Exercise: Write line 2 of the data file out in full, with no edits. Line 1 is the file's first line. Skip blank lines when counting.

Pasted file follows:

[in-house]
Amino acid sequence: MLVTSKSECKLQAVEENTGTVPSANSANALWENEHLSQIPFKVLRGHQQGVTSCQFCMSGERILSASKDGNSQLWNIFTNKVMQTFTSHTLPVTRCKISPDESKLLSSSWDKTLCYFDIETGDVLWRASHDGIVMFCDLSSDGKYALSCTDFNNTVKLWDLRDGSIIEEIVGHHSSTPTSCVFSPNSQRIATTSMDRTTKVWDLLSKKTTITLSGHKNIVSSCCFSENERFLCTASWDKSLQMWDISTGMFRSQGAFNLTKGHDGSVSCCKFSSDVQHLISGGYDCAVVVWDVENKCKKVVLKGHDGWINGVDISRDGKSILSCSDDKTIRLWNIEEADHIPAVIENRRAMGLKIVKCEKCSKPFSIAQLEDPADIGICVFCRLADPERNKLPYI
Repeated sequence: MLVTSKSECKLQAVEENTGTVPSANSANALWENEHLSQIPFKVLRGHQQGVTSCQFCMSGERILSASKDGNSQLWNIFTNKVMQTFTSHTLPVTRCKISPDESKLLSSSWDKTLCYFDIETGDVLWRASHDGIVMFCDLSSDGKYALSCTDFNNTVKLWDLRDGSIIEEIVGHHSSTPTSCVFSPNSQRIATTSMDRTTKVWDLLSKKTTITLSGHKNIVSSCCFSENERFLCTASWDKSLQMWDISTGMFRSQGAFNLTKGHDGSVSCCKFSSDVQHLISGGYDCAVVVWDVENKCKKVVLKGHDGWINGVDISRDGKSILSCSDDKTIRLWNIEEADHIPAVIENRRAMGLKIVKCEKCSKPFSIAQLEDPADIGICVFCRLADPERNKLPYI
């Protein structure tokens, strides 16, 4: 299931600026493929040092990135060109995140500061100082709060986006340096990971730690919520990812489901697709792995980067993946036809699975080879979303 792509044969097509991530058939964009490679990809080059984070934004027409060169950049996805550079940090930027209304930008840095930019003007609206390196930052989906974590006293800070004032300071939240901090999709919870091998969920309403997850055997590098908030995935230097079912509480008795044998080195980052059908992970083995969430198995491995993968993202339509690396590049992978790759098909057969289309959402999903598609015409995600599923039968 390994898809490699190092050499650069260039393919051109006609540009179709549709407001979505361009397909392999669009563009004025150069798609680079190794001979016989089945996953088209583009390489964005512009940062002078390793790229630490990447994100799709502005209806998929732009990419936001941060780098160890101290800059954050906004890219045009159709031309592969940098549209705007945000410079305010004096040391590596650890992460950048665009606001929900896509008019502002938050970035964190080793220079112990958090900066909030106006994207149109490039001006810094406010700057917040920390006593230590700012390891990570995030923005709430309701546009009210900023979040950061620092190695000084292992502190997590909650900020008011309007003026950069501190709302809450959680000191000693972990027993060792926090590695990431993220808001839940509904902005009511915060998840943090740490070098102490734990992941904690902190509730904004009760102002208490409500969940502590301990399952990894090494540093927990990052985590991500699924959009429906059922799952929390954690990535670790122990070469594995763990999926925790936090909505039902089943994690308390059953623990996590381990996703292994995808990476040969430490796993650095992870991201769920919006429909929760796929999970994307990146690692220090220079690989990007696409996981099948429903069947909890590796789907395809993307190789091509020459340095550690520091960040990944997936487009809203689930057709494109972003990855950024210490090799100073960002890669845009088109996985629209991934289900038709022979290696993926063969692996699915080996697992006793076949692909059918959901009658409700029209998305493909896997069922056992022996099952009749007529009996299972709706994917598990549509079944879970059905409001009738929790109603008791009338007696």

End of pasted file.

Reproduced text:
Amino acid sequence: MLVTSKSECKLQAVEENTGTVPSANSANALWENEHLSQIPFKVLRGHQQGVTSCQFCMSGERILSASKDGNSQLWNIFTNKVMQTFTSHTLPVTRCKISPDESKLLSSSWDKTLCYFDIETGDVLWRASHDGIVMFCDLSSDGKYALSCTDFNNTVKLWDLRDGSIIEEIVGHHSSTPTSCVFSPNSQRIATTSMDRTTKVWDLLSKKTTITLSGHKNIVSSCCFSENERFLCTASWDKSLQMWDISTGMFRSQGAFNLTKGHDGSVSCCKFSSDVQHLISGGYDCAVVVWDVENKCKKVVLKGHDGWINGVDISRDGKSILSCSDDKTIRLWNIEEADHIPAVIENRRAMGLKIVKCEKCSKPFSIAQLEDPADIGICVFCRLADPERNKLPYI